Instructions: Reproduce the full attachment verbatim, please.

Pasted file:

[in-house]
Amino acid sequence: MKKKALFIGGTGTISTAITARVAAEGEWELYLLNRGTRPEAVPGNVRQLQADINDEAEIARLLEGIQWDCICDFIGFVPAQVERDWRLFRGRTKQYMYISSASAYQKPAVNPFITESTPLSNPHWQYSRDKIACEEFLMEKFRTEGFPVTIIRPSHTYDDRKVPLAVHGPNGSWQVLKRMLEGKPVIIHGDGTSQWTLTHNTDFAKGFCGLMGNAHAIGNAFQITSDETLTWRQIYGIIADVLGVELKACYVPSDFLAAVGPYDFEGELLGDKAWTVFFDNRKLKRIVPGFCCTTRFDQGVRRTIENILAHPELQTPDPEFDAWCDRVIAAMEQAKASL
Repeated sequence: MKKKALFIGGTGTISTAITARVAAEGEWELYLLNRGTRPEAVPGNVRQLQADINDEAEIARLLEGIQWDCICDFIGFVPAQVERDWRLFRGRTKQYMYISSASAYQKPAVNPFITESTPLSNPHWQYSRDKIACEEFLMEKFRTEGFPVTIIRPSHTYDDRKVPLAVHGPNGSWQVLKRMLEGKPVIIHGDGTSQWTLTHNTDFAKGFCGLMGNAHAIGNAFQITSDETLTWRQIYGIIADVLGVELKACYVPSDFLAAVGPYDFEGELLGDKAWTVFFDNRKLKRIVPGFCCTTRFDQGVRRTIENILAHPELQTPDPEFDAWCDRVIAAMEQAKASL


[in-house]
Amino acid sequence: MKKKALFIGGTGTISTAITARVAAEGEWELYLLNRGTRPEAVPGNVRQLQADINDEAEIARLLEGIQWDCICDFIGFVPAQVERDWRLFRGRTKQYMYISSASAYQKPAVNPFITESTPLSNPHWQYSRDKIACEEFLMEKFRTEGFPVTIIRPSHTYDDRKVPLAVHGPNGSWQVLKRMLEGKPVIIHGDGTSQWTLTHNTDFAKGFCGLMGNAHAIGNAFQITSDETLTWRQIYGIIADVLGVELKACYVPSDFLAAVGPYDFEGELLGDKAWTVFFDNRKLKRIVPGFCCTTRFDQGVRRTIENILAHPELQTPDPEFDAWCDRVIAAMEQAKASL
Repeated sequence: MKKKALFIGGTGTISTAITARVAAEGEWELYLLNRGTRPEAVPGNVRQLQADINDEAEIARLLEGIQWDCICDFIGFVPAQVERDWRLFRGRTKQYMYISSASAYQKPAVNPFITESTPLSNPHWQYSRDKIACEEFLMEKFRTEGFPVTIIRPSHTYDDRKVPLAVHGPNGSWQVLKRMLEGKPVIIHGDGTSQWTLTHNTDFAKGFCGLMGNAHAIGNAFQITSDETLTWRQIYGIIADVLGVELKACYVPSDFLAAVGPYDFEGELLGDKAWTVFFDNRKLKRIVPGFCCTTRFDQGVRRTIENILAHPELQTPDPEFDAWCDRVIAAMEQAKASL